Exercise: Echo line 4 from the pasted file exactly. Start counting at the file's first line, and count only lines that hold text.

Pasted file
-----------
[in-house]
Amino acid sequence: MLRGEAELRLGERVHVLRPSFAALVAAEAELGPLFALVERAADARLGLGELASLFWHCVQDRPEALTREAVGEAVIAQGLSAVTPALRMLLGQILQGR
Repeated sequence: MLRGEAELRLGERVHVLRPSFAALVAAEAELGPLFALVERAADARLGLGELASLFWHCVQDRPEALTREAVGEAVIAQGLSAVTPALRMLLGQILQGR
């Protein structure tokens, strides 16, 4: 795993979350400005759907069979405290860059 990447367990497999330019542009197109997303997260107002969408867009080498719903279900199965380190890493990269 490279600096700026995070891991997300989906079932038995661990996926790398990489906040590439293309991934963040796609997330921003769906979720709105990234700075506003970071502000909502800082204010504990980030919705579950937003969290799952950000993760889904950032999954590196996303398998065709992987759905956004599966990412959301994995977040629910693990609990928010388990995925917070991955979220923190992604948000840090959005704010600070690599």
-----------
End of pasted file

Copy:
């Protein structure tokens, strides 16, 4: 795993979350400005759907069979405290860059 990447367990497999330019542009197109997303997260107002969408867009080498719903279900199965380190890493990269 490279600096700026995070891991997300989906079932038995661990996926790398990489906040590439293309991934963040796609997330921003769906979720709105990234700075506003970071502000909502800082204010504990980030919705579950937003969290799952950000993760889904950032999954590196996303398998065709992987759905956004599966990412959301994995977040629910693990609990928010388990995925917070991955979220923190992604948000840090959005704010600070690599």